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I am very confused as to which variables are captured by which λ in the example below:

(λa.λb.(λa.a)aba)(ab)

I am new to lambda calculus and the repetition of variables makes this example hard for me to understand and reduce. Any help would be appreciated!

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If you make the construction tree of the expression, a variable $x$ of a leaf refers to that $\lambda x$ which is closest to $x$ in the path from $x$ to the root.

Another way to see it is with the use of scoping rules. The scope of each $\lambda$ is the body of the $\lambda$.

So, the scope of the inner-most $\lambda a$ is only $a$. This means that any occurrence of $a$ outside that parenthesis refers to a different variable than the $a$ inside the parenthesis (point 1).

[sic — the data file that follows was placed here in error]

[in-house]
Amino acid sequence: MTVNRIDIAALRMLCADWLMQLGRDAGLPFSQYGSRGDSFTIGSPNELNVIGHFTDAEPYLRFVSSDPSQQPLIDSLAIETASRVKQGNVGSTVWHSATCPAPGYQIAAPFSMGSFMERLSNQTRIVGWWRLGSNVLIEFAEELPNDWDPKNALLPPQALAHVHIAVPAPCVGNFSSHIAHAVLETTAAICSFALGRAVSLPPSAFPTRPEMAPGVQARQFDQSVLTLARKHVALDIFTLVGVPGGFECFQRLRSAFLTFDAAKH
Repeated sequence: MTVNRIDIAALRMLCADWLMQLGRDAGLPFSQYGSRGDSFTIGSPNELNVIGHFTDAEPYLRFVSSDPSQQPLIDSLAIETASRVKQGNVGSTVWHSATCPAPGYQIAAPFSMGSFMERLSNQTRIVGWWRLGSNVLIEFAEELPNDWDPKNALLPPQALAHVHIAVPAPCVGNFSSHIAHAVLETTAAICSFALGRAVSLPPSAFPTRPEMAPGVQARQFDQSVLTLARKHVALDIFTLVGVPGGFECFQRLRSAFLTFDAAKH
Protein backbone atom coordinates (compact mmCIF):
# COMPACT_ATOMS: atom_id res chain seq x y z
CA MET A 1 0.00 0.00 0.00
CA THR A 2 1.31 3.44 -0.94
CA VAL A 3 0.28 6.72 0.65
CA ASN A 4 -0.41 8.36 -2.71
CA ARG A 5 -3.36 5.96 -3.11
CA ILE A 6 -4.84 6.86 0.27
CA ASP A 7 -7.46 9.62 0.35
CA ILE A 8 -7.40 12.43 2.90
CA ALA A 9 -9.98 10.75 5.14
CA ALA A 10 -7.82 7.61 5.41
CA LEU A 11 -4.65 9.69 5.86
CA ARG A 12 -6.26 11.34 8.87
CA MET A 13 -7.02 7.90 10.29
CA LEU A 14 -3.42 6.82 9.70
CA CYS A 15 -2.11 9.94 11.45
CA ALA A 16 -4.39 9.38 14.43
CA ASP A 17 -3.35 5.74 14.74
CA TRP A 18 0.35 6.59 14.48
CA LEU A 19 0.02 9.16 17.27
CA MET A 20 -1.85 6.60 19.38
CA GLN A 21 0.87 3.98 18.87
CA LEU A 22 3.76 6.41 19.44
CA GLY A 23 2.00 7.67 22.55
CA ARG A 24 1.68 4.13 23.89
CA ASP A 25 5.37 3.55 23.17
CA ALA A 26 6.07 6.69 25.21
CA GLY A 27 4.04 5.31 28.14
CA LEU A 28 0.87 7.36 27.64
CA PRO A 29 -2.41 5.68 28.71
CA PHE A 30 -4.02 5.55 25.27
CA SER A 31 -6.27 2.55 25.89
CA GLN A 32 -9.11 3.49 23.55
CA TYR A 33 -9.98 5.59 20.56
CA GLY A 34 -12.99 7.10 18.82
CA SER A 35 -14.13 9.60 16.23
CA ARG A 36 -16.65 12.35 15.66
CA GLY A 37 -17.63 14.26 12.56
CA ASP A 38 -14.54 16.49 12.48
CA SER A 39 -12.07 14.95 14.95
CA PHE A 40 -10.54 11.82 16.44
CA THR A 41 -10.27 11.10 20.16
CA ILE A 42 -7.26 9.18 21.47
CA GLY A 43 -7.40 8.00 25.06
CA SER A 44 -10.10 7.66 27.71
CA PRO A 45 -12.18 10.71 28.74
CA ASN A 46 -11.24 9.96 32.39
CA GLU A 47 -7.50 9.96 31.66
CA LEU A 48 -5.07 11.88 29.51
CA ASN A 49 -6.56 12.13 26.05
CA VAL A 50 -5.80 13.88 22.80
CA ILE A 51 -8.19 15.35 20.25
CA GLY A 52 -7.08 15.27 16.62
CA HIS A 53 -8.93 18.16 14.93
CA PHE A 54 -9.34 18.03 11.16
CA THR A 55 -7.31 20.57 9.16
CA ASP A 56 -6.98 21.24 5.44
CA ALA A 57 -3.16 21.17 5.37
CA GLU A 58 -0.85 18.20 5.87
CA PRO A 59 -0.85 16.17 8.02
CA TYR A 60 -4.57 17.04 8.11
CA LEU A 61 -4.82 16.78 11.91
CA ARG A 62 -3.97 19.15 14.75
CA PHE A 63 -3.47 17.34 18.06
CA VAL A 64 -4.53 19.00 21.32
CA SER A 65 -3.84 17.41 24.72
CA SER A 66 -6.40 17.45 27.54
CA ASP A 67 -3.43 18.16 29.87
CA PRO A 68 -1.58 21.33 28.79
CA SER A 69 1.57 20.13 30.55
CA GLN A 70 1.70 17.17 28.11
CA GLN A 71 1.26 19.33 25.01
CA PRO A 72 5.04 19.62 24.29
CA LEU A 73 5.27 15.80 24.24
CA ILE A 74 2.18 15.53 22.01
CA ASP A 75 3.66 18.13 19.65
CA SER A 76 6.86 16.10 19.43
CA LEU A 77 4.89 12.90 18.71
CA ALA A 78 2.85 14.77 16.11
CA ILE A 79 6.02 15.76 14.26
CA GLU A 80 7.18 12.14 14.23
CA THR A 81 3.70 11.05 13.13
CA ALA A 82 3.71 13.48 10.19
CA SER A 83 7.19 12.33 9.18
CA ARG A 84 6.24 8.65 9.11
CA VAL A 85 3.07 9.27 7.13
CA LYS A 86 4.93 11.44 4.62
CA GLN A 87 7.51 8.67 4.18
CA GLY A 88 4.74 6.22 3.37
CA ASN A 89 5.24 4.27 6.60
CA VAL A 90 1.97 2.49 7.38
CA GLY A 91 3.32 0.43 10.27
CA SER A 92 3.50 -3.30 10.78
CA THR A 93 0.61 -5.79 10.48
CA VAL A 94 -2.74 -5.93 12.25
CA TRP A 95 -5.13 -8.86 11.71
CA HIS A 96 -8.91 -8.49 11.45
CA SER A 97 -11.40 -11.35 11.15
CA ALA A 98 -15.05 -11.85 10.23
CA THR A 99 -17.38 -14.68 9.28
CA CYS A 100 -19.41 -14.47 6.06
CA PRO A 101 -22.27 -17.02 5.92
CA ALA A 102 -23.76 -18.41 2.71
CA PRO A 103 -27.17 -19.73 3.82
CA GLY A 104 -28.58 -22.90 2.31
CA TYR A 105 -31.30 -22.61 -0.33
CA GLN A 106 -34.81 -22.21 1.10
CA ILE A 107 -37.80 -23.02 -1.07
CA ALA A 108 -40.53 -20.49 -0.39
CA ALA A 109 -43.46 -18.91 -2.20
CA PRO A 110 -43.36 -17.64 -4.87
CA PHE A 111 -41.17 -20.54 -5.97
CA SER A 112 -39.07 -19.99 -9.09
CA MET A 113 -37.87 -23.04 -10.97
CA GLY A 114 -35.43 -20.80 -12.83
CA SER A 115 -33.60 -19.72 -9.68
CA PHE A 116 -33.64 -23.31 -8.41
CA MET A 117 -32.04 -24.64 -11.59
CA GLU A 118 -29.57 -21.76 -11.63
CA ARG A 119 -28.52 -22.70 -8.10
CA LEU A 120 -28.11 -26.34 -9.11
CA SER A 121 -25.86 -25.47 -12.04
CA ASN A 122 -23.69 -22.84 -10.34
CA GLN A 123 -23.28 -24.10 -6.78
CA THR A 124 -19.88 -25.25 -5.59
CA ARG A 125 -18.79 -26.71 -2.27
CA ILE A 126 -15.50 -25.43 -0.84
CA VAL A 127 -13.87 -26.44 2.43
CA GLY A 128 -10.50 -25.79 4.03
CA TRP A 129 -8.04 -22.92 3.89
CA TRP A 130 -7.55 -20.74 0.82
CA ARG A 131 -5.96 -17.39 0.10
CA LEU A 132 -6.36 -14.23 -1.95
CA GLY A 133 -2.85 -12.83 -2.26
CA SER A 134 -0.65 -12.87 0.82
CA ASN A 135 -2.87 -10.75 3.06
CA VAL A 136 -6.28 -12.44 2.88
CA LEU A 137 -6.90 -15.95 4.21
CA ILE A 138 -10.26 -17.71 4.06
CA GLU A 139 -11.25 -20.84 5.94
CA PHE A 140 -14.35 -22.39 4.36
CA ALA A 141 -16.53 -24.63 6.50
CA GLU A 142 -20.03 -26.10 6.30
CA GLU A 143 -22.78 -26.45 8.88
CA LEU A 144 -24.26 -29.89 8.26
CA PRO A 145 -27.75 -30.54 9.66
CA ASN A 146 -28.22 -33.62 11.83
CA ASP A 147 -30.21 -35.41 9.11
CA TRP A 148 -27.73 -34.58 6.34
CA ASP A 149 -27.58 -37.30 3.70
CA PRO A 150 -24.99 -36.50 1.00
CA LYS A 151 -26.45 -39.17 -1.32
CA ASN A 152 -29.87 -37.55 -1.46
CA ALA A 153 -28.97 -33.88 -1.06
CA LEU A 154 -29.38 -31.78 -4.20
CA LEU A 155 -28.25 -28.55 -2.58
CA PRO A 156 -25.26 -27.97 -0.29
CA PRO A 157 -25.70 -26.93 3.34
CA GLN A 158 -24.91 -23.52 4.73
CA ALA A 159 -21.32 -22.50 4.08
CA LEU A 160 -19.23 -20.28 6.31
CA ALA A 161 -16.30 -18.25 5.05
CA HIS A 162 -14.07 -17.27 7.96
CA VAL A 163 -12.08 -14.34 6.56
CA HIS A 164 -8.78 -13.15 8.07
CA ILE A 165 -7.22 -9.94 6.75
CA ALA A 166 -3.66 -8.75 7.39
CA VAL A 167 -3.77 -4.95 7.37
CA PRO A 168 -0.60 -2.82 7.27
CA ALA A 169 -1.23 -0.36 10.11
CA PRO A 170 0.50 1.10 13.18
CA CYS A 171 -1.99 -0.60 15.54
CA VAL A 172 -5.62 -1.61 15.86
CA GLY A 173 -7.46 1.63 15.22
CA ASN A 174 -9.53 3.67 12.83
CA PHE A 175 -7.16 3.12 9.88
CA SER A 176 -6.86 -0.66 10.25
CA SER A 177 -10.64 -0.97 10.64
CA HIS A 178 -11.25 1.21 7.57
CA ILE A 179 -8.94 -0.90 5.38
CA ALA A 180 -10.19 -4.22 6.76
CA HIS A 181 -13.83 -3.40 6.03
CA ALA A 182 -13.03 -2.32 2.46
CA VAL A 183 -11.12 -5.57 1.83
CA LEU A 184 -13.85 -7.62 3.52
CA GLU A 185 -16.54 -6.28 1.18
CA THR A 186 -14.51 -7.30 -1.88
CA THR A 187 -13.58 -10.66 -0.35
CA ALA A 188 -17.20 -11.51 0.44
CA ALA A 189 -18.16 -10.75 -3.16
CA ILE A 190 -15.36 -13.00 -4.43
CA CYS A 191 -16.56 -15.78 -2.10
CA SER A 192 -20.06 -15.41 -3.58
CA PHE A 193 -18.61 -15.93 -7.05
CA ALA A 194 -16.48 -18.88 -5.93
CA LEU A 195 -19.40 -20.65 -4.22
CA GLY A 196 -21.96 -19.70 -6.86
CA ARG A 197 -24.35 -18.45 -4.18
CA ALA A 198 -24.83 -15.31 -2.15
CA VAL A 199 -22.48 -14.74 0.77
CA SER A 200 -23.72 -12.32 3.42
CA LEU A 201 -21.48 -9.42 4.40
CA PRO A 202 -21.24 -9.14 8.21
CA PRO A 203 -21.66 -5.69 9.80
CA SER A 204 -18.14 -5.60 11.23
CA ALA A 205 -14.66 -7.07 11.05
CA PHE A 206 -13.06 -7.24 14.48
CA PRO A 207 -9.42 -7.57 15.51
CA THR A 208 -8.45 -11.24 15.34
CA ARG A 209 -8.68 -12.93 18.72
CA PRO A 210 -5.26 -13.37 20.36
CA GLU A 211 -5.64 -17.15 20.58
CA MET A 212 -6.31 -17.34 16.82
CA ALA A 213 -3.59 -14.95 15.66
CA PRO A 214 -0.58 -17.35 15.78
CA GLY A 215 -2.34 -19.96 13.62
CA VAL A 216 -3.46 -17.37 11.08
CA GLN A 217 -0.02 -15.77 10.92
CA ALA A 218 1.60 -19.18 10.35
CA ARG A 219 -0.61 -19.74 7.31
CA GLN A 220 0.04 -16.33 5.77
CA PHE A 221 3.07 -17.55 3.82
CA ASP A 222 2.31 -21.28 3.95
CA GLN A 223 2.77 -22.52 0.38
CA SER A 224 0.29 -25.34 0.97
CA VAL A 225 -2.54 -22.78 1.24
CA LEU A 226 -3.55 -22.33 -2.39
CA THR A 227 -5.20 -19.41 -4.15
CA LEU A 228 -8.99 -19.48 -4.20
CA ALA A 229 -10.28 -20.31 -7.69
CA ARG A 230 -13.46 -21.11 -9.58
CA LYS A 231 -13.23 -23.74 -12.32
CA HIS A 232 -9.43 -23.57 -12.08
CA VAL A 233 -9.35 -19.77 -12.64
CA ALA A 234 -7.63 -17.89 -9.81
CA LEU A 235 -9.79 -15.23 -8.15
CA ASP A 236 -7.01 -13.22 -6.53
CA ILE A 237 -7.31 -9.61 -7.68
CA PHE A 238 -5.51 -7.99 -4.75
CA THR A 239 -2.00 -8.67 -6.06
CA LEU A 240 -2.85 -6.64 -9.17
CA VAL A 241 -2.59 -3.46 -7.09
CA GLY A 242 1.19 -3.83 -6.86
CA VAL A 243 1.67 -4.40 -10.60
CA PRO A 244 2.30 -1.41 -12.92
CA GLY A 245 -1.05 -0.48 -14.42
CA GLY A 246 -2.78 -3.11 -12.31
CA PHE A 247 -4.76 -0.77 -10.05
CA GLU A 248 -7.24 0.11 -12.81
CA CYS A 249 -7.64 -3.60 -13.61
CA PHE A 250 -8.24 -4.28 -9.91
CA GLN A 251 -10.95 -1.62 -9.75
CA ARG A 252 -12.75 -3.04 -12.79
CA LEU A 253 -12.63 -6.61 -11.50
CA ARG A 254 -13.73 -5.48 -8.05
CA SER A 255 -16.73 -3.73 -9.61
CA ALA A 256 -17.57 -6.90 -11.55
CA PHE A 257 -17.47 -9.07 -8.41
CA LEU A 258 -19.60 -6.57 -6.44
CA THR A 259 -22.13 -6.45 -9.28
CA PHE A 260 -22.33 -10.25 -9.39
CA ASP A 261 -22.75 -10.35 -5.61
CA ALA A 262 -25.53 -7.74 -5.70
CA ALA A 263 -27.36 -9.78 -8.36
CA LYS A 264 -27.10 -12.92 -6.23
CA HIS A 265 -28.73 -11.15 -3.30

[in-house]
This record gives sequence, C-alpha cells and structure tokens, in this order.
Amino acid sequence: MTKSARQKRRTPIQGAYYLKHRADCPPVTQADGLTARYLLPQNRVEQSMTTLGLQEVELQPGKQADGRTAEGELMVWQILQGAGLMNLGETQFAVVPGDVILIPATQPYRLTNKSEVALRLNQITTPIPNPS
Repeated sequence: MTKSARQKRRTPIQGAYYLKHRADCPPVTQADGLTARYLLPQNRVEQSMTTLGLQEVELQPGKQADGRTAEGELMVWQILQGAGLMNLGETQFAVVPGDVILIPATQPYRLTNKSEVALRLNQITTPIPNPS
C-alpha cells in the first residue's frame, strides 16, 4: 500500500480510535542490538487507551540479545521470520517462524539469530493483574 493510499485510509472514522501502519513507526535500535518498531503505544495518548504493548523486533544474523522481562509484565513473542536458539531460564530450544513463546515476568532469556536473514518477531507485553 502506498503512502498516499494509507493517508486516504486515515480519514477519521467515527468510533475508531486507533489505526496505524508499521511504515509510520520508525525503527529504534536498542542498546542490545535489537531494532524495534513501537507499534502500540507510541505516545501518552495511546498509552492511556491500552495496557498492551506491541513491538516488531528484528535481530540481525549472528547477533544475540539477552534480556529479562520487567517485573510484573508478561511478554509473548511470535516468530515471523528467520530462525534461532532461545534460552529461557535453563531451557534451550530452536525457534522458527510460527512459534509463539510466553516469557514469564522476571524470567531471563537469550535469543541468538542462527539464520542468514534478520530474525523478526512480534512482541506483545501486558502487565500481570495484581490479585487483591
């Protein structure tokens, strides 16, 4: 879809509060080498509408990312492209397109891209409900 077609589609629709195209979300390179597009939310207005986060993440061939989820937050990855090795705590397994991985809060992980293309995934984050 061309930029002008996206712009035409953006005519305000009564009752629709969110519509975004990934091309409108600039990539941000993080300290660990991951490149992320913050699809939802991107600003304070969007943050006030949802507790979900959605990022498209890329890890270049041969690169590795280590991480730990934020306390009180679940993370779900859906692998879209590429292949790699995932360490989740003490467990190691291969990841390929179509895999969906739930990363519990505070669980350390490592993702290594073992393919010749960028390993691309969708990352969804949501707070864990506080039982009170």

The scope of the $\lambda b$ is $(λa.a)aba$, so similarly any $b$ outside this expression refers to a different variable (that just happens to have the same name).

The scope of the outermost $\lambda a$ is $\lambda b.(\lambda a.a)aba$. Here things are a bit more complex, because there's another $\lambda a$ inside. But according to point (1) the $a$ in $\lambda a.a$ is different than the $a$'s in the rest of the body. So, only the $a$'s in $aba$ refer to the outermost $\lambda a$.

Note that there are no lambda's to bind the $a$ and $b$ in subexpression $(ab)$ (on the right of the expression). Therefore, the $a$ and $b$ in $(ab)$ occur free.

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